In the second and final part of an exclusive interview with Dominic Calvert-Lewin, which first appeared in The Official Matchday Programme for the visit of Bournemouth last weekend, the Blues' number nine reveals exactly how manager Sean Dyche has allowed him to get back to his peak physical condition, reflects on the impact of patching himself up to play not fully fit and discusses the addition of firepower during the summer transfer window.
Click here to read the first part of the interview now.
When plotting Calvert-Lewin’s journey over the past year-and-a-half or so, following setback after setback, the obvious question is: At what point did things start to change?
There isn’t one simple answer but instead a culmination of a few factors.
Up there with the 26-year-old’s diligence in his physical rehabilitation is the influence of manager Sean Dyche.
After arriving at the Club in late January this year, Dyche has half-joked that he has been asked about the fitness of Calvert-Lewin in every single press conference held since.
Given his importance to the side when fully fit and on song, the constant stream of queries are understandable. They also make Dyche’s decision to give Calvert-Lewin time to fully recover all the more impressive.
“The manager [Dyche] has played a massive role,” he says. “I think I’ve been victim of my own eagerness in trying to rush back and also the expectation from others, at times, in wanting me to be fit because of what I can bring to the table. I think it turned into a bit of a vicious cycle. Now, since the manager came in, he’s been big on me trusting my body again and feeling good in my body.
“It’s not about just ticking off the boxes in terms of being fit to play, it’s more about how I feel in myself.
“It took a lot of guts from the manager to bat off questions about me every week. He put it to bed by saying I’d be back when I was ready and that gave me confidence and a bit of relief, really.
“It took the pressure of myself and removed that feeling of having to rush back. I like to think it’s paid off so far. The condition that people see me in now — that’s from the manager allowing me to get there.”
It was around this point last year when Calvert-Lewin was patching himself up, putting himself forward for selection despite managing a dislocated shoulder and damaged LCL ligament in his knee.
“I think you look back at those performances compared to what I can produce and people can start to kind of think, ‘He doesn’t care’,” ponders Calvert-Lewin. “Then there can be another narrative of only being in it for money, but money has no correlation to feeling and what someone is actually giving to be available.
“For me, when you care so much it can it can become fiery at times and that’s just because there’s so much passion involved. Because there is so much passion, when things are going well you feel absolutely on top of the world — and when they’re not going well, it comes with the territory that it’s going to fall on my shoulders.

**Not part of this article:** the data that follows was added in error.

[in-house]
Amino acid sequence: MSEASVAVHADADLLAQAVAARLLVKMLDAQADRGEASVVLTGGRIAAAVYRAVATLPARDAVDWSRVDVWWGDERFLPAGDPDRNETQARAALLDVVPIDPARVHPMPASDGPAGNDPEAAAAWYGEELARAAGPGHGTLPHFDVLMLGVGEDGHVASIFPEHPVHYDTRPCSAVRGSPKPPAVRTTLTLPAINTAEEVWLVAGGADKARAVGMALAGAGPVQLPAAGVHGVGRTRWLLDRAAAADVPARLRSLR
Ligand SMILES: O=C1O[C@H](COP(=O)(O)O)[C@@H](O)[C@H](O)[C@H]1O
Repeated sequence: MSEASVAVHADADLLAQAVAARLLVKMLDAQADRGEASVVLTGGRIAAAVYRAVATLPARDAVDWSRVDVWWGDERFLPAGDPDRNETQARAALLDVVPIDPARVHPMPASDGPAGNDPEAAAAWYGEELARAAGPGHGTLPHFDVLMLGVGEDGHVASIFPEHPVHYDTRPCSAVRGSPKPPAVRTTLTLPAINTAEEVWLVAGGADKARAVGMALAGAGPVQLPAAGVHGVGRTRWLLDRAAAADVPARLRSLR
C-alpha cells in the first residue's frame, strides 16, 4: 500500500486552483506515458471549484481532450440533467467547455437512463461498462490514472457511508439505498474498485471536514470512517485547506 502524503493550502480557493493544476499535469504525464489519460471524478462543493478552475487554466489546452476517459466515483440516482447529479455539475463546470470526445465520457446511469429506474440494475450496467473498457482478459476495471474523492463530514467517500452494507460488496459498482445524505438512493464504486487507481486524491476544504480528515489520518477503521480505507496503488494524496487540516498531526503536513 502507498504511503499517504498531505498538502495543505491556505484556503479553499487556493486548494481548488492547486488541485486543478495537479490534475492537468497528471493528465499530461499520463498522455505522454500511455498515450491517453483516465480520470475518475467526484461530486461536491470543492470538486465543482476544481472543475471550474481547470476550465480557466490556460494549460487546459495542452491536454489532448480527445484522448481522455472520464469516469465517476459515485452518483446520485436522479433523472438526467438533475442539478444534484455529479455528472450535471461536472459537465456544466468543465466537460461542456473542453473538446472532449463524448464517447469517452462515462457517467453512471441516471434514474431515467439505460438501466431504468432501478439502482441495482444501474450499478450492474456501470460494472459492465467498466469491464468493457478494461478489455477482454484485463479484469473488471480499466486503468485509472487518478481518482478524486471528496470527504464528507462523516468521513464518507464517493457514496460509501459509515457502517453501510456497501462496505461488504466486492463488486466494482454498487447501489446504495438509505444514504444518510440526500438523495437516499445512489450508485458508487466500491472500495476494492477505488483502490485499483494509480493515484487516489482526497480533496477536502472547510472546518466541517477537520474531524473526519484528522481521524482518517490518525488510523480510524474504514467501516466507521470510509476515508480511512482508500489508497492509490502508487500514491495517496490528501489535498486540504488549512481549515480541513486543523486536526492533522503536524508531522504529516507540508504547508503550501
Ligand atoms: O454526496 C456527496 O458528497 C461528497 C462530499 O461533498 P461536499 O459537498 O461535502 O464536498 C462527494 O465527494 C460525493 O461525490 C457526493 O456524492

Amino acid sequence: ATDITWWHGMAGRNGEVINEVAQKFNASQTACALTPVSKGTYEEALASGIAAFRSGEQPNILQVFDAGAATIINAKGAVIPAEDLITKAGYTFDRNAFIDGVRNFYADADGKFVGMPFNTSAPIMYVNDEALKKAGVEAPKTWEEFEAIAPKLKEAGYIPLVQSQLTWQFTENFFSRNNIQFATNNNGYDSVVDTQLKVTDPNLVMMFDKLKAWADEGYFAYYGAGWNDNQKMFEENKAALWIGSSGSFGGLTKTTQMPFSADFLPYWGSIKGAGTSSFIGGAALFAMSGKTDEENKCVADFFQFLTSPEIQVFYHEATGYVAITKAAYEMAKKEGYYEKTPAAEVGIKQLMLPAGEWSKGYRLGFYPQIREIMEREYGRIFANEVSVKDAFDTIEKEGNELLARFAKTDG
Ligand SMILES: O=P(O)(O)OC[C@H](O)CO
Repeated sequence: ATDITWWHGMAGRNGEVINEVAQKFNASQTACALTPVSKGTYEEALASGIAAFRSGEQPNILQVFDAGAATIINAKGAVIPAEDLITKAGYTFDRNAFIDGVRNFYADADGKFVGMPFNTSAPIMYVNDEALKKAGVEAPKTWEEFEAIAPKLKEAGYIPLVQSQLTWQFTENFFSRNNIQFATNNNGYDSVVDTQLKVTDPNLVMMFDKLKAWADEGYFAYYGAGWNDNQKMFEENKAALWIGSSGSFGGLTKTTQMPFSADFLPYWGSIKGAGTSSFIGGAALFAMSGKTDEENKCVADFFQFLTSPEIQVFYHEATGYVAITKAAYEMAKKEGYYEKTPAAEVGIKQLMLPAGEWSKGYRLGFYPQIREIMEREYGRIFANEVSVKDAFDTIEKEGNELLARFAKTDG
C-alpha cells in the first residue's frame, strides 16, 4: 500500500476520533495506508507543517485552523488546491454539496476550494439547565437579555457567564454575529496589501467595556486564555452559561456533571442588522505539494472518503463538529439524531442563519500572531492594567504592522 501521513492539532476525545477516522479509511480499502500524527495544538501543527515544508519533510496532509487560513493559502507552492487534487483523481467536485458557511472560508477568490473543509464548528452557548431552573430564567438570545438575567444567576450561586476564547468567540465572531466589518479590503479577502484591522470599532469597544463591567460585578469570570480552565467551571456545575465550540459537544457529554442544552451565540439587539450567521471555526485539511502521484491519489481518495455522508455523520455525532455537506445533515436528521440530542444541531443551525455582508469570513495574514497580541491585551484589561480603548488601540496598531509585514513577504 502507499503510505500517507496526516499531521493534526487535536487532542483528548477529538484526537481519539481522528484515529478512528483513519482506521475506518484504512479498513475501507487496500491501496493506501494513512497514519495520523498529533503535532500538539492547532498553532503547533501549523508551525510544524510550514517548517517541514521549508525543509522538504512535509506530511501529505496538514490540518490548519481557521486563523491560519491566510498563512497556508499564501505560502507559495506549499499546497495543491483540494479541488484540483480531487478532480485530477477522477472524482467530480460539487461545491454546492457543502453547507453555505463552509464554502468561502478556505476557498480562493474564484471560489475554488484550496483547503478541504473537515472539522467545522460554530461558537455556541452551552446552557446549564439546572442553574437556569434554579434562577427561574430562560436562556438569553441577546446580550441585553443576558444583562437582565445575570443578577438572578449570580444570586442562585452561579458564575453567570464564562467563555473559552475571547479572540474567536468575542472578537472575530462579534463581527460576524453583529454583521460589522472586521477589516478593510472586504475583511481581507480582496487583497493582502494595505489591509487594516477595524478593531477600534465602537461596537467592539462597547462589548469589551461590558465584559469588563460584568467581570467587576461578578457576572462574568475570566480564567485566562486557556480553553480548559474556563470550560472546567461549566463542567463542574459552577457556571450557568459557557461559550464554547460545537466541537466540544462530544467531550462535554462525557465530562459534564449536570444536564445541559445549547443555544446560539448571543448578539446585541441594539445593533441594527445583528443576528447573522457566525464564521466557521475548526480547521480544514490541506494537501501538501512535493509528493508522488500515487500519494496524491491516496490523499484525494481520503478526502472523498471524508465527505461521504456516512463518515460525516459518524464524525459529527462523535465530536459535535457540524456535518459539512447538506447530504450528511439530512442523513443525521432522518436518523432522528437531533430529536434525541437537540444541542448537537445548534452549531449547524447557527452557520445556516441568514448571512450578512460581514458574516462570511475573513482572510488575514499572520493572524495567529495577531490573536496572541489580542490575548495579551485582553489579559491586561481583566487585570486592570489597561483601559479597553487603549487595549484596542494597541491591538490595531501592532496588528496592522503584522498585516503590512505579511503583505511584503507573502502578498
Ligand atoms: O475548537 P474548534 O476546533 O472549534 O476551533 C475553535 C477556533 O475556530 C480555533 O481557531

“I understand it’s only because we all care so much about Everton being successful.
“The stress I was putting myself through to try to play, only to be at 60 per cent, it wasn’t worth it. The new manager came in and put a stop to it and made sure I was able to be patient to get back fully fit.
“That’s had a positive domino effect for me.
“Whenever a manager has backed me, typically, I’ve seemed to do well. I’m at peace now, I’m happy and I’m enjoying my football.”
Perhaps another contributing component has been Everton’s summer recruitment.
The addition of firepower in the form of youngster Youssef Chermiti, who revealed he had followed Calvert-Lewin for a “long time” and labelled him “a big reference” from his time with Sporting CP, and Beto, who arrived on Merseyside having reached double figures for goals in each of his past four campaigns, has significantly increased the Blues’ attacking options and eased the burden.
Calvert-Lewin and Beto shared a pitch for the first time together last weekend and it’s a partnership he believes can be successful looking ahead.
“I think Beto has been excellent since he came in,” says Calvert-Lewin, when asked about the 25-year-old Portuguese striker. “It’s not easy leading the line for the Toffees. I think other strikers that have come in the past have realised that, but I think Beto has got what it takes and hopefully we can see ourselves on the pitch together at different points, bullying teams.
“He’s a physical presence and I’ve actually really enjoyed training with him as well.
“We’ve had a few conversations about things and about being on the pitch together at the same time and how that would look and how we can make it work.
“It’s been a while since I’ve had someone as physical as myself to be up there at the top of the pitch to share the workload. A lot of the time I’ve had to be a battering ram and sometimes that takes away from other parts of your game.
“We have to keep working and looking forward. I’m a believer in staying level because that’s the way you put yourself in the best position possible to succeed. Just like after the back-to-back wins when it was important not to get too high, we can’t get too low after last weekend’s setback.”
Whatever the answer to Calvert-Lewin’s welcomed return to fitness and form, one thing is for certain — his feelings for the Club are deep and genuine.
“Everton is part of me and it is always going to be part of me,” added Calvert-Lewin, who became a father for the first time this summer. “I’ve been here for seven years and in key stages of my life I’ve been an Everton player.
“I love Everton Football Club and I love playing for Everton Football Club.
“Even in the difficult moments, you keep going for those moments like scoring in front of a packed-out away end for the passion that they give.
“Evertonians have given me some of the best feelings I’ve ever had, scoring goals in front of them.
“I’ll never complain.”